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Whirls of white

Artist Shantaram Chintya Tumbada from Maharashtra is in the city to demonstrate Warli art


THE INTRICATE figures that seem to dance in endless concentric circles are fairly familiar now — almost anyone who's seen a Tantra T-shirt can identify Maharastra's Warli art.

Artist Shantaram Chintya Tumbada, from Thane district in Maharashtra, is in the city to demonstrate this tribal form of art. At Contemporary Arts and Crafts, on C.P. Ramaswamy Road, he sits cross-legged on the floor, with his mud-coloured canvases spread out in front of him and draws endless triangular, stick-like figures that are dancing, carrying loads, selling wares in marketplaces, praying at temples, celebrating wedding, harvest festivals and Diwali, riding horses and chasing dogs and crows. The figures are similar but dexterously drawn, the lines are fine and the details are splendid.

Shantaram's works include a huge mural on a wall of the six-storeyed Tony Garnier museum in Leon, France. He shyly shows the poster of the building on which his mural is, saying that it is the biggest he has done so far and that it took him three months, with the help of local school boys who filled in some of the white, to complete it. Before he was chosen to do the mural, he had to send a copy of the work done on cloth to France. The mural is a whirl of activity — babies in cradles, a market scene, bulls ploughing a field — capturing the various facets of life in his village.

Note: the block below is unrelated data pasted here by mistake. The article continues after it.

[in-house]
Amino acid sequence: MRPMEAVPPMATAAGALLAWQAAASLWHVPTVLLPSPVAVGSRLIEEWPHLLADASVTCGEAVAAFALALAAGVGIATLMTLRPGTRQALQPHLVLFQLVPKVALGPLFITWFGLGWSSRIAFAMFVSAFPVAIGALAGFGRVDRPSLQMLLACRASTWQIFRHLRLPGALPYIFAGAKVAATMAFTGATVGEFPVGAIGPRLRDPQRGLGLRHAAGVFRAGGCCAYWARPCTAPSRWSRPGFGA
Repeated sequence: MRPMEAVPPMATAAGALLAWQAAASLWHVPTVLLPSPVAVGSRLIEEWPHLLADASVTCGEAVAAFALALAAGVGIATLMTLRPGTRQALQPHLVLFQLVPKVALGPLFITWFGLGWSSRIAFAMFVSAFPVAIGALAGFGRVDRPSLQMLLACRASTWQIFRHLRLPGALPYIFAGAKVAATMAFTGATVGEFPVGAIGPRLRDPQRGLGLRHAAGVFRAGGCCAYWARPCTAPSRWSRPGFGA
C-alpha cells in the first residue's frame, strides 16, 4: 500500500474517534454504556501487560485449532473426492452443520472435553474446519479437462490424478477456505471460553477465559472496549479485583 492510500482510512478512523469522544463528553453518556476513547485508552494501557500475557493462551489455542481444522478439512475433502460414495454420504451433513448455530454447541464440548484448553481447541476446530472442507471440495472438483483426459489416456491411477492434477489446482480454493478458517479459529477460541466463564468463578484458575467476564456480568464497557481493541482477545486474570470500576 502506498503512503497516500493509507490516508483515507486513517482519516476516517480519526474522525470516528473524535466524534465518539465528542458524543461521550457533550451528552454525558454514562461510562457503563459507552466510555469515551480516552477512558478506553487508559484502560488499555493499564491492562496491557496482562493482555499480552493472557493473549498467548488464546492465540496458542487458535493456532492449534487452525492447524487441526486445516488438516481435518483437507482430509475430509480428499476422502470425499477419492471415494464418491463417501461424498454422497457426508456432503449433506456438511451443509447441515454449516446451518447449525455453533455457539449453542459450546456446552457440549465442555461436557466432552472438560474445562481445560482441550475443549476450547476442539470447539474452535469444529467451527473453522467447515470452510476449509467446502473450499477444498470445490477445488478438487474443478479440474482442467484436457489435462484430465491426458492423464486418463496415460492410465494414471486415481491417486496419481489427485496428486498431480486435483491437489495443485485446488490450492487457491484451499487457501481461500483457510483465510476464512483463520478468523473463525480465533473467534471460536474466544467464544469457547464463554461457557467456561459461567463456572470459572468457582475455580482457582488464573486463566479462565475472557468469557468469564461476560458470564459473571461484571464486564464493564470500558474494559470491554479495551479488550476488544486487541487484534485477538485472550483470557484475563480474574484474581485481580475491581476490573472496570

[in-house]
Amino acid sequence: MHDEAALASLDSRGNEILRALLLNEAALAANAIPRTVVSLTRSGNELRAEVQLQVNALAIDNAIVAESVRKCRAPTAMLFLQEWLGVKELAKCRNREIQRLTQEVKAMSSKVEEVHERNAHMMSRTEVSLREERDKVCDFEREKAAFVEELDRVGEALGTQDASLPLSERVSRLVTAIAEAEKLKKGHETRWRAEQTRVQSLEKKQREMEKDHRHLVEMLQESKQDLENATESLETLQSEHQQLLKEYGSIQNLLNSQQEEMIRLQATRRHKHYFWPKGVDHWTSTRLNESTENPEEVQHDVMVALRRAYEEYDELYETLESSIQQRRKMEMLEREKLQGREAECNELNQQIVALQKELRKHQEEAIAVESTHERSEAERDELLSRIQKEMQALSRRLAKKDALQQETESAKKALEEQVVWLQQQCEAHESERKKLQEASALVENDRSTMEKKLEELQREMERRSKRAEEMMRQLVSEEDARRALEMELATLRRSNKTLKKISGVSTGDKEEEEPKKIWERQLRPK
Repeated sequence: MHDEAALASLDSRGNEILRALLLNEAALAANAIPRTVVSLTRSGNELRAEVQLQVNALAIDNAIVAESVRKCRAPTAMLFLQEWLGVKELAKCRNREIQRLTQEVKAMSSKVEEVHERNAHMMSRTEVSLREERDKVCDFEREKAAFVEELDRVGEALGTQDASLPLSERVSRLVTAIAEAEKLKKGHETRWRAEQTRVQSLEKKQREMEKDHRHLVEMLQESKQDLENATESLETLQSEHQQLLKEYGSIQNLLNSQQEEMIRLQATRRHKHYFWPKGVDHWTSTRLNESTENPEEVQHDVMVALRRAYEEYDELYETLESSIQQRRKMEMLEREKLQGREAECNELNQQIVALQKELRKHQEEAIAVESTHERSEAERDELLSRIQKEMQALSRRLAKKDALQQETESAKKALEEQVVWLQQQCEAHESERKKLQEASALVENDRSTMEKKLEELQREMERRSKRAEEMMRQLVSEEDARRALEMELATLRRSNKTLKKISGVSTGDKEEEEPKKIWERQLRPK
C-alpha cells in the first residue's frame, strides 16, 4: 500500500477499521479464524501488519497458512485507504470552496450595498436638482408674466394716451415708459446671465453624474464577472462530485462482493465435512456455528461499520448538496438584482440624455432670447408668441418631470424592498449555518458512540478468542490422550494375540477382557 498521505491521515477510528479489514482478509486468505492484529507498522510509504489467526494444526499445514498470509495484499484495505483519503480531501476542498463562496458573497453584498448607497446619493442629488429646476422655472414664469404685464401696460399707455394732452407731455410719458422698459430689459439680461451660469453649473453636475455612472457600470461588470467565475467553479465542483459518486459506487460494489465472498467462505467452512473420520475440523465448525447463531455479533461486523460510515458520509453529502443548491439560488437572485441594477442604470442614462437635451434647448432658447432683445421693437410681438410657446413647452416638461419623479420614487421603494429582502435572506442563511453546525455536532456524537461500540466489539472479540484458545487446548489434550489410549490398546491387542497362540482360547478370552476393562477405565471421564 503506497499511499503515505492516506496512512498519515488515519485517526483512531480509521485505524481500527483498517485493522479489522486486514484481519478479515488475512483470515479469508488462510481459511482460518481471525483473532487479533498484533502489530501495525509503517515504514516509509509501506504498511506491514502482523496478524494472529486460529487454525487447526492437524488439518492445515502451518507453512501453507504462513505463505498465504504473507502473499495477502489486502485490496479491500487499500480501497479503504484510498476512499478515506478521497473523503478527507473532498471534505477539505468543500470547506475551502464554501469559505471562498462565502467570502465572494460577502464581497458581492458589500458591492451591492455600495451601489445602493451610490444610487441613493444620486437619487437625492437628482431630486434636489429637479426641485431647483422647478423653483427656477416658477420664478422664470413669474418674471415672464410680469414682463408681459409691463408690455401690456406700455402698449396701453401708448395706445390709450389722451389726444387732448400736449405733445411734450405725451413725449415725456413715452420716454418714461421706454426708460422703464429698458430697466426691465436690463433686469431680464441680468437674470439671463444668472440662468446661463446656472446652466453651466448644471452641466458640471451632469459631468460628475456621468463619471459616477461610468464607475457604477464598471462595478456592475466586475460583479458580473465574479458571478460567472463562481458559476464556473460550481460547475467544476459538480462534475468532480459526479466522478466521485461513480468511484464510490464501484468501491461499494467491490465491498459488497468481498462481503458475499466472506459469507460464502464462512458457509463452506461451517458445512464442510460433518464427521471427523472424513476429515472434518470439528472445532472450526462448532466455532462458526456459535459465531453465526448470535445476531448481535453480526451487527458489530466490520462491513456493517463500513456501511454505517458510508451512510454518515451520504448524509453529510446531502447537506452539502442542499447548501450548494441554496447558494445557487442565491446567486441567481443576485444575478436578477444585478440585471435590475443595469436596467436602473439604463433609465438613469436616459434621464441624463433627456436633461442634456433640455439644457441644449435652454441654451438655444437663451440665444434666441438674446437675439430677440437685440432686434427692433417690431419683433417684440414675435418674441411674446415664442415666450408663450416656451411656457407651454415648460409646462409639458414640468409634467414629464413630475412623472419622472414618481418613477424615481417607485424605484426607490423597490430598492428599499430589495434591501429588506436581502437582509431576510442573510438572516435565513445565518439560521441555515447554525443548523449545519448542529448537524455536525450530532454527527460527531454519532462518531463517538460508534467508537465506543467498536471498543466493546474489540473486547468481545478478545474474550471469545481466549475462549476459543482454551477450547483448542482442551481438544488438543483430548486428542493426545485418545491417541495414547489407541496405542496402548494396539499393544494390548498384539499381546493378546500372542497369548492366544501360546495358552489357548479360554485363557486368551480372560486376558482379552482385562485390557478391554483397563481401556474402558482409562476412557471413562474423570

At present though, he's painting on small squares of cloth and selling them for about Rs. 300 a piece. He's also painting the stick-like wiggly tribal figures on pots, dupattas, t-shirts, bags, saris, table-cloths... anything you want. The t-shirt painting costs between Rs. 50 and Rs. 100, depending on the amount of detail you want on it. Customers can bring the material to be painted. And if you're really into art, he doesn't object to you observing him do the painting and picking up the nuances.

Originally the murals were done on red mud or cow dung layered walls and the figures were painted with a rice-flour mix, which could be washed off and re-painted every season. Now, however, the artists mix glue into the mud base and use acrylic paints to make their work endure. Shantaram also does murals in homes and on office walls at Rs. 175 a sq. foot. He's got a great eye for proportion and scaling up or down a mural to a particular size — even to the size of a tile — isn't a problem for him.

Shantaram will be at Contemporary Arts and Crafts, 45, C.P. Ramaswamy Road, Alwarpet, between 10 a.m. and 12.30 p.m. and between 3 p.m. and 7 p.m., for the rest of the week. For details call 24997069 or 24660159.

SHALINI UMACHANDRAN

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